Many years ago an elderly neighbor who had a garden full of roses started them in the fall by digging a trench and putting well-rotted horse manure in the base, then placing a row of cuttings in the trench and back-filling. He had a wonderful success rate but my attempts to emulate this invariably failed. For now I will just stick to the flowerpot method which I know works. Of course there is always the option of sticking the cutting in a potato as touted on the Internet, but I have yet to see any positive results from that method!
- Author: Dustin Blakey
A friend of mine in Arkansas who is knowledgeable about these sorts of things once told me that if he were going to be stranded on a tropical island and could only bring one thing it would be a sweet potato. They are nutritious and easy to grow when it's warm. Myself, I'd rather skip the stranded part and just eat sweet potatoes.
Sweet potatoes are not hard to grow in the garden, but I rarely see them attempted. They're not only nutritious, but their vigorous growth habit works well to smother summer weeds in your garden.
To grow sweet potatoes you plant transplants (called slips) once the soil has warmed and nights are consistently above 50°F. Other than water, they require little care and thrive in poor soil. (Alkaline soil, such as in Chalfant, will need to be amended to lower the pH.) Sweet potatoes' growth rate is based on the heat accumulated in the plant over the season. In our climate, it will take about 100 to 120 days to raise a crop. You will probably be setting slips outside in June and harvesting after the kids have started school again.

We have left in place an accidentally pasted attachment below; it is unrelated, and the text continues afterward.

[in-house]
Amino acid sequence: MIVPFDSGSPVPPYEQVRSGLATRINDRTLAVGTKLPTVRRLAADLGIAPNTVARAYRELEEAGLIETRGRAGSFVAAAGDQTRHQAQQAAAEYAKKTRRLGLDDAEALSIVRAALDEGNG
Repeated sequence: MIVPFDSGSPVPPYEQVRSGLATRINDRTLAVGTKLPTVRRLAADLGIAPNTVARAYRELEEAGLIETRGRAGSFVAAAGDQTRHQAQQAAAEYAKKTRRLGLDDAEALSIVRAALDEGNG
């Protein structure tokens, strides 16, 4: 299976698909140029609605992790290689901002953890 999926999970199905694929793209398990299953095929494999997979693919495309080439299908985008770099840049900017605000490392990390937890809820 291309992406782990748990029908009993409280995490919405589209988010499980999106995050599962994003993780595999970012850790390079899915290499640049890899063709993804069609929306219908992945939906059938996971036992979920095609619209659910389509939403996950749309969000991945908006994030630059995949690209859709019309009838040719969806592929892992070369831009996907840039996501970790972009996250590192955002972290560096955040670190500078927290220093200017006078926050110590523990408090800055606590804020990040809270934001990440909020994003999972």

Harvest sweet potatoes gently and allow them to cure for about 1 week to improve their storage life and flavor. To cure a sweet potato, ideally it should be stored at 85°F and 85% humidity. (We might have a hard time with the humidity here!) A greenhouse, sunroom or sunny bathroom works well for this, but keep them out of the sun. Once cured, they will store well at 55°F.